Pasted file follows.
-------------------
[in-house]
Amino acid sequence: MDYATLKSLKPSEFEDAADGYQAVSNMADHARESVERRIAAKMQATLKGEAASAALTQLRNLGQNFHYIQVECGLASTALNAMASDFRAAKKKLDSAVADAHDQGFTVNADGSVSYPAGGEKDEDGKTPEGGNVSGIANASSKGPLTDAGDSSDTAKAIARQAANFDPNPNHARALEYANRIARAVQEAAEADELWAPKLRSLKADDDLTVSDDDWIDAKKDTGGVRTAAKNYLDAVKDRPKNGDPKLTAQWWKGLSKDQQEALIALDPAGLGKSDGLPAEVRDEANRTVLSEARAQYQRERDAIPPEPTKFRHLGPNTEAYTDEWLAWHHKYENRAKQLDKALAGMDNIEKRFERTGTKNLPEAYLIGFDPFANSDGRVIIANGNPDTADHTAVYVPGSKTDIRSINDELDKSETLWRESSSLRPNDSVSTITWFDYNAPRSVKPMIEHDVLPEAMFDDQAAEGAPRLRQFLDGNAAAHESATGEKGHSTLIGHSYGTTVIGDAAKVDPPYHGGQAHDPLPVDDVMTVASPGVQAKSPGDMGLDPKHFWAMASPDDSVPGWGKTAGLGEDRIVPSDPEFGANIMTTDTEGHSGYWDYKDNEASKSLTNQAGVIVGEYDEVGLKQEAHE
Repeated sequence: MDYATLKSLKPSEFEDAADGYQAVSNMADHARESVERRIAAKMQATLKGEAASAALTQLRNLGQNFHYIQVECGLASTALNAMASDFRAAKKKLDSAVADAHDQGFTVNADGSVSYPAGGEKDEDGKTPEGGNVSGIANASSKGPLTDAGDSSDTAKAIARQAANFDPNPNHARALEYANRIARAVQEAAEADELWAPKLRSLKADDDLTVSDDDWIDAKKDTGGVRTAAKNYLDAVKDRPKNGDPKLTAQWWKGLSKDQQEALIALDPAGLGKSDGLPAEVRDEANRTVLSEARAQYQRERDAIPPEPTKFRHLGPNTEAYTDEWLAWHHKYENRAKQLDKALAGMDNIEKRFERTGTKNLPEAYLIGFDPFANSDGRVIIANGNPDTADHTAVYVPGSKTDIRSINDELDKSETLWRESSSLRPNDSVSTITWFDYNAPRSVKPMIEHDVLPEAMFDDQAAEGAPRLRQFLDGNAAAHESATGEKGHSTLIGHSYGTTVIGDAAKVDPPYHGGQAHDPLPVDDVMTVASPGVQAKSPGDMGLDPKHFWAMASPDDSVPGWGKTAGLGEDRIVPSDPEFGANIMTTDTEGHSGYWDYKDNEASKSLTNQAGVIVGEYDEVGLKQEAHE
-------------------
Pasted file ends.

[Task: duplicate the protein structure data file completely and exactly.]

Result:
[in-house]
Amino acid sequence: MDYATLKSLKPSEFEDAADGYQAVSNMADHARESVERRIAAKMQATLKGEAASAALTQLRNLGQNFHYIQVECGLASTALNAMASDFRAAKKKLDSAVADAHDQGFTVNADGSVSYPAGGEKDEDGKTPEGGNVSGIANASSKGPLTDAGDSSDTAKAIARQAANFDPNPNHARALEYANRIARAVQEAAEADELWAPKLRSLKADDDLTVSDDDWIDAKKDTGGVRTAAKNYLDAVKDRPKNGDPKLTAQWWKGLSKDQQEALIALDPAGLGKSDGLPAEVRDEANRTVLSEARAQYQRERDAIPPEPTKFRHLGPNTEAYTDEWLAWHHKYENRAKQLDKALAGMDNIEKRFERTGTKNLPEAYLIGFDPFANSDGRVIIANGNPDTADHTAVYVPGSKTDIRSINDELDKSETLWRESSSLRPNDSVSTITWFDYNAPRSVKPMIEHDVLPEAMFDDQAAEGAPRLRQFLDGNAAAHESATGEKGHSTLIGHSYGTTVIGDAAKVDPPYHGGQAHDPLPVDDVMTVASPGVQAKSPGDMGLDPKHFWAMASPDDSVPGWGKTAGLGEDRIVPSDPEFGANIMTTDTEGHSGYWDYKDNEASKSLTNQAGVIVGEYDEVGLKQEAHE
Repeated sequence: MDYATLKSLKPSEFEDAADGYQAVSNMADHARESVERRIAAKMQATLKGEAASAALTQLRNLGQNFHYIQVECGLASTALNAMASDFRAAKKKLDSAVADAHDQGFTVNADGSVSYPAGGEKDEDGKTPEGGNVSGIANASSKGPLTDAGDSSDTAKAIARQAANFDPNPNHARALEYANRIARAVQEAAEADELWAPKLRSLKADDDLTVSDDDWIDAKKDTGGVRTAAKNYLDAVKDRPKNGDPKLTAQWWKGLSKDQQEALIALDPAGLGKSDGLPAEVRDEANRTVLSEARAQYQRERDAIPPEPTKFRHLGPNTEAYTDEWLAWHHKYENRAKQLDKALAGMDNIEKRFERTGTKNLPEAYLIGFDPFANSDGRVIIANGNPDTADHTAVYVPGSKTDIRSINDELDKSETLWRESSSLRPNDSVSTITWFDYNAPRSVKPMIEHDVLPEAMFDDQAAEGAPRLRQFLDGNAAAHESATGEKGHSTLIGHSYGTTVIGDAAKVDPPYHGGQAHDPLPVDDVMTVASPGVQAKSPGDMGLDPKHFWAMASPDDSVPGWGKTAGLGEDRIVPSDPEFGANIMTTDTEGHSGYWDYKDNEASKSLTNQAGVIVGEYDEVGLKQEAHE